Roman Art

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Roman Art

Roman art is considered to be very rich and luxurious, and mostly it comprises of architecture, sculpture, painting, and mosaic work. This paper explores the art and architecture of Roman with its most sufficient features and characters. Moreover, a comparison of the peculiarities between art and architecture of Roman is presented.

Undoubtedly, Roman art has a powerful influence on the world that is around people of new centuries, namely on the nowadays city planning, art and architecture. However, Romans were not as original as they could think about themselves. There exists quite a fair amount of proves that early Roman pieces of art were duplicates of Greek architectural structures. Nonetheless, in the course of time, they introduced their own feature by producing new building materials and constructing peculiar out of the ordinary shapes and forms (Stewart, 2005).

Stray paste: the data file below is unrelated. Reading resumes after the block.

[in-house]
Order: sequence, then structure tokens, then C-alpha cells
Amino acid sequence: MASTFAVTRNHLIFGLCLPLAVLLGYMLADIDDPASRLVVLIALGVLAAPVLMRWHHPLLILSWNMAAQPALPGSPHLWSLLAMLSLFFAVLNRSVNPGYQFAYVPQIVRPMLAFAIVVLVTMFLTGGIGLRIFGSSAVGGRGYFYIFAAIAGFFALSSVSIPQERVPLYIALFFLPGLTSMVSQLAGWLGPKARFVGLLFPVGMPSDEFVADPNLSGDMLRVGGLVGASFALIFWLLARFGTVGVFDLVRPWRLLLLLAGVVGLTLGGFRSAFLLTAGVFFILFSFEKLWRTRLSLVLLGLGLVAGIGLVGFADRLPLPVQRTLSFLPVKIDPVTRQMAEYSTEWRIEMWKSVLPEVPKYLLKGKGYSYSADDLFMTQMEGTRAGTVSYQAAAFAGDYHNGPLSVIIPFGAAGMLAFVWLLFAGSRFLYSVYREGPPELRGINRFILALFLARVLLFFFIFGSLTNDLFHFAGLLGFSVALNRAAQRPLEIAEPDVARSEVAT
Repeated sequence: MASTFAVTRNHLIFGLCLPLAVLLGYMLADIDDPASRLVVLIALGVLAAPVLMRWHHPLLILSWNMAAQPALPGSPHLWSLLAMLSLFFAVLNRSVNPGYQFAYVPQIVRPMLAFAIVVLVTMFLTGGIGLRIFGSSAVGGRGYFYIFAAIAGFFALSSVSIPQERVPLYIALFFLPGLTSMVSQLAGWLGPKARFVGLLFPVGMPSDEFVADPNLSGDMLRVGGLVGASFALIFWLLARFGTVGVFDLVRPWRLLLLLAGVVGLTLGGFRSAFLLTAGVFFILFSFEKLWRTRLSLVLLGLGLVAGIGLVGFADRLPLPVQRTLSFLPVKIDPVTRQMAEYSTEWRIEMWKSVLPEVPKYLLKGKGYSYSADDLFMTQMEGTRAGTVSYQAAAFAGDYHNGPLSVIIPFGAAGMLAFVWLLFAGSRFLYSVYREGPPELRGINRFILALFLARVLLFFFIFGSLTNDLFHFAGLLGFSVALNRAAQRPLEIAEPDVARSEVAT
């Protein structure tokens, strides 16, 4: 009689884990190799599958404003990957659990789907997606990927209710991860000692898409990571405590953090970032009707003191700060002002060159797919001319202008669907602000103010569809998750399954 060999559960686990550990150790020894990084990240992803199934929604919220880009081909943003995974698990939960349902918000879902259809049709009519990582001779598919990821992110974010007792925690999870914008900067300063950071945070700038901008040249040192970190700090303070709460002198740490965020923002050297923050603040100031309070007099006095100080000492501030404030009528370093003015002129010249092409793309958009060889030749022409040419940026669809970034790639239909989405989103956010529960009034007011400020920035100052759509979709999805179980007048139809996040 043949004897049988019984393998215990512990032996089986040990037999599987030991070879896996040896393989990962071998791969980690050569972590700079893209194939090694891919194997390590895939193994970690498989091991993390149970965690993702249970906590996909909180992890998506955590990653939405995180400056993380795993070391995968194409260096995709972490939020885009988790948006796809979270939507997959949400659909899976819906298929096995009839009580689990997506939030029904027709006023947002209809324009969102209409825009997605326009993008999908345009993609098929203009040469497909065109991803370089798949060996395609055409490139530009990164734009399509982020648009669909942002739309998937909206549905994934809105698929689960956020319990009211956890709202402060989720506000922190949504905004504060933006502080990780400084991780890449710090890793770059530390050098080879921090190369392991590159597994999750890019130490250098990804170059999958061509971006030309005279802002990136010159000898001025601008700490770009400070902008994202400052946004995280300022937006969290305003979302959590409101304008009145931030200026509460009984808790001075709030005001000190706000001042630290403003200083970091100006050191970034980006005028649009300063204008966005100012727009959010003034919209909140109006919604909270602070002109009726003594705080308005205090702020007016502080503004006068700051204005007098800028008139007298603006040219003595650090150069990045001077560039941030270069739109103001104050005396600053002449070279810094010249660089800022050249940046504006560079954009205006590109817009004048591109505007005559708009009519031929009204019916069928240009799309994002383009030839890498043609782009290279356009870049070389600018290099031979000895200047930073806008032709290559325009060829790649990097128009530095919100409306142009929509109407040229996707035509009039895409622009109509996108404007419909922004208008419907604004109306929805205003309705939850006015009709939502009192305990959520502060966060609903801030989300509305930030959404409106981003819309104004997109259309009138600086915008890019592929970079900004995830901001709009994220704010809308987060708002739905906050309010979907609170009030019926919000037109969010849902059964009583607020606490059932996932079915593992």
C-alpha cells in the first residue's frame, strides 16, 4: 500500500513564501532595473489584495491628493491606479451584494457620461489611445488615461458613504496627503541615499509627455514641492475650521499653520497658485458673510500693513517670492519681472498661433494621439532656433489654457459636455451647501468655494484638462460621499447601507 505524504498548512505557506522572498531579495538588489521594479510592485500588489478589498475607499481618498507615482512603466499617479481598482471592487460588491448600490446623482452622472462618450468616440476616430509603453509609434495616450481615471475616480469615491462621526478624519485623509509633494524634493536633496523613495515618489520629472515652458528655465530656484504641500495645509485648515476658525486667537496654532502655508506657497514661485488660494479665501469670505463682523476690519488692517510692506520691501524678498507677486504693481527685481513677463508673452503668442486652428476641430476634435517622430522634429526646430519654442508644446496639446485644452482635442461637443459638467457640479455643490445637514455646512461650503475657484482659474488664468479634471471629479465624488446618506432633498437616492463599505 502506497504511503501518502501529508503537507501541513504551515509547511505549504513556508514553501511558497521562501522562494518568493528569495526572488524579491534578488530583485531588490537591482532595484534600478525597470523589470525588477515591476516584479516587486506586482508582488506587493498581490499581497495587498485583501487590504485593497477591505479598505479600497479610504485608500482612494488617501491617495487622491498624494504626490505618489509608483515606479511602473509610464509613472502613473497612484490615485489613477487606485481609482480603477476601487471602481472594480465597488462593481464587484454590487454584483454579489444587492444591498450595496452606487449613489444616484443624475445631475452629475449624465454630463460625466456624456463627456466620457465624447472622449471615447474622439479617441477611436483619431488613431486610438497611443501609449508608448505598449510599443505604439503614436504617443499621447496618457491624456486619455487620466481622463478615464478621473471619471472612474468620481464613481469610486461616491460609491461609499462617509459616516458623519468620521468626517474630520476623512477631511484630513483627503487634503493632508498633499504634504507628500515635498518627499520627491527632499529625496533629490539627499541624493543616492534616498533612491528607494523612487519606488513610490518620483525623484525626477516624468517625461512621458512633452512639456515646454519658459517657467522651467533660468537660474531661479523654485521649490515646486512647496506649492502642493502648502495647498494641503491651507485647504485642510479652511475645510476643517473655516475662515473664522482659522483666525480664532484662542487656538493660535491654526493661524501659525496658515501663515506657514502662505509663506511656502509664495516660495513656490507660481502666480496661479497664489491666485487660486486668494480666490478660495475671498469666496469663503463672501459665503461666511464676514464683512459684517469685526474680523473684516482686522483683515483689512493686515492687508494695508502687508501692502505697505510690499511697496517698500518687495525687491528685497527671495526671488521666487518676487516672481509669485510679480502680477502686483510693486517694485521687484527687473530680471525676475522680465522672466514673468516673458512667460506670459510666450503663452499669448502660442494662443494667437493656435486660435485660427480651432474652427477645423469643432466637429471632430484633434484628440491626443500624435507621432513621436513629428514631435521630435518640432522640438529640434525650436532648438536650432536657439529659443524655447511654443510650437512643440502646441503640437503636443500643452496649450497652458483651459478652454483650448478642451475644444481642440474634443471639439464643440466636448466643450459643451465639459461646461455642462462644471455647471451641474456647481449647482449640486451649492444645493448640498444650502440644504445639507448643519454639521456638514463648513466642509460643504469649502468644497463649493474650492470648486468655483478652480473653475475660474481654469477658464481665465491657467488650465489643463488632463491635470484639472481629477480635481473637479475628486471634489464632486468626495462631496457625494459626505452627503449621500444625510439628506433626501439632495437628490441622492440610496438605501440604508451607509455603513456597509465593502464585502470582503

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The most valuable contribution of the Romans to the world’s art is their architecture. They established a generous amount of various structures that combine utility with glory. The Romans were combing not only styles, but also materials. For instance, they were using quarried stone together with timber beams, as well as terra-cotta plaques and tiles as well as marble. They also managed to manufacture a completely new kind of material, which they named caementum (cement) and concretus (concrete) (Stewart, 2005). With the help of such new material, the Romans constructed great amphitheatres and baths of the Roman world, and also the dome of the Pantheon. The major part of the most valuable constructions was built within the imperial period, between 27 B.C. to A.D. 476 (Andreae, 1977).